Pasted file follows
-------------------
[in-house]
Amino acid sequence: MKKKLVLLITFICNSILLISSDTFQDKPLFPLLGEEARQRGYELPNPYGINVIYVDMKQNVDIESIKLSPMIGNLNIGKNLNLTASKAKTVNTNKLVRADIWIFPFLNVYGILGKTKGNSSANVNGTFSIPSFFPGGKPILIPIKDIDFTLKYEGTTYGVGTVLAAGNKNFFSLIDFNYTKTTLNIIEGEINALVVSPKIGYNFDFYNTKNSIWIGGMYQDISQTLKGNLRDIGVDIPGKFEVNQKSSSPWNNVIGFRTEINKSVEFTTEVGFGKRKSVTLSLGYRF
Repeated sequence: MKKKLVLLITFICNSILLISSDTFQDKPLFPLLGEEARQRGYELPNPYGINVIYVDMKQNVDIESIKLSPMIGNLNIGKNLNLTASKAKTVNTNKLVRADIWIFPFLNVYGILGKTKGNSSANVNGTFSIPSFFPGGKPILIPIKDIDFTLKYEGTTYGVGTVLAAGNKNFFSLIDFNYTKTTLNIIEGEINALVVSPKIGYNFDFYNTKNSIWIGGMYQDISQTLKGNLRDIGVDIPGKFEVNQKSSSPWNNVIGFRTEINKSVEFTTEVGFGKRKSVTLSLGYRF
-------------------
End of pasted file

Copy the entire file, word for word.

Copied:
[in-house]
Amino acid sequence: MKKKLVLLITFICNSILLISSDTFQDKPLFPLLGEEARQRGYELPNPYGINVIYVDMKQNVDIESIKLSPMIGNLNIGKNLNLTASKAKTVNTNKLVRADIWIFPFLNVYGILGKTKGNSSANVNGTFSIPSFFPGGKPILIPIKDIDFTLKYEGTTYGVGTVLAAGNKNFFSLIDFNYTKTTLNIIEGEINALVVSPKIGYNFDFYNTKNSIWIGGMYQDISQTLKGNLRDIGVDIPGKFEVNQKSSSPWNNVIGFRTEINKSVEFTTEVGFGKRKSVTLSLGYRF
Repeated sequence: MKKKLVLLITFICNSILLISSDTFQDKPLFPLLGEEARQRGYELPNPYGINVIYVDMKQNVDIESIKLSPMIGNLNIGKNLNLTASKAKTVNTNKLVRADIWIFPFLNVYGILGKTKGNSSANVNGTFSIPSFFPGGKPILIPIKDIDFTLKYEGTTYGVGTVLAAGNKNFFSLIDFNYTKTTLNIIEGEINALVVSPKIGYNFDFYNTKNSIWIGGMYQDISQTLKGNLRDIGVDIPGKFEVNQKSSSPWNNVIGFRTEINKSVEFTTEVGFGKRKSVTLSLGYRF